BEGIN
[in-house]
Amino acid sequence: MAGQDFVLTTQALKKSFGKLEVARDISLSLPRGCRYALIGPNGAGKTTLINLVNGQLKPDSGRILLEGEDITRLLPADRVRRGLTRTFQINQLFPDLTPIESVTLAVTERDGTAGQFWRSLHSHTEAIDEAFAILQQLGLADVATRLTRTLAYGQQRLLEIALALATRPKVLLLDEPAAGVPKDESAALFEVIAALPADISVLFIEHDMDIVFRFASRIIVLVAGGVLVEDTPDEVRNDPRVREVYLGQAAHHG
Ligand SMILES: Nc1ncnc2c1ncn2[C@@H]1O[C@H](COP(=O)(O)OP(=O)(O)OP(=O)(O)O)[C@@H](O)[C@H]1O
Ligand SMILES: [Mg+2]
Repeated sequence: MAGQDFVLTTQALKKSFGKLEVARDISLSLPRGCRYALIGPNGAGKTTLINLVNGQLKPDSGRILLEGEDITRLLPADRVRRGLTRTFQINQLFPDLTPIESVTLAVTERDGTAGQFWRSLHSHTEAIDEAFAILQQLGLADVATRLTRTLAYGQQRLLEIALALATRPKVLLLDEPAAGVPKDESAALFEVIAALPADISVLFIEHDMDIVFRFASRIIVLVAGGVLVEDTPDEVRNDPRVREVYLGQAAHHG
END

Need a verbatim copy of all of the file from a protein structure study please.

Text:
[in-house]
Amino acid sequence: MAGQDFVLTTQALKKSFGKLEVARDISLSLPRGCRYALIGPNGAGKTTLINLVNGQLKPDSGRILLEGEDITRLLPADRVRRGLTRTFQINQLFPDLTPIESVTLAVTERDGTAGQFWRSLHSHTEAIDEAFAILQQLGLADVATRLTRTLAYGQQRLLEIALALATRPKVLLLDEPAAGVPKDESAALFEVIAALPADISVLFIEHDMDIVFRFASRIIVLVAGGVLVEDTPDEVRNDPRVREVYLGQAAHHG
Ligand SMILES: Nc1ncnc2c1ncn2[C@@H]1O[C@H](COP(=O)(O)OP(=O)(O)OP(=O)(O)O)[C@@H](O)[C@H]1O
Ligand SMILES: [Mg+2]
Repeated sequence: MAGQDFVLTTQALKKSFGKLEVARDISLSLPRGCRYALIGPNGAGKTTLINLVNGQLKPDSGRILLEGEDITRLLPADRVRRGLTRTFQINQLFPDLTPIESVTLAVTERDGTAGQFWRSLHSHTEAIDEAFAILQQLGLADVATRLTRTLAYGQQRLLEIALALATRPKVLLLDEPAAGVPKDESAALFEVIAALPADISVLFIEHDMDIVFRFASRIIVLVAGGVLVEDTPDEVRNDPRVREVYLGQAAHHG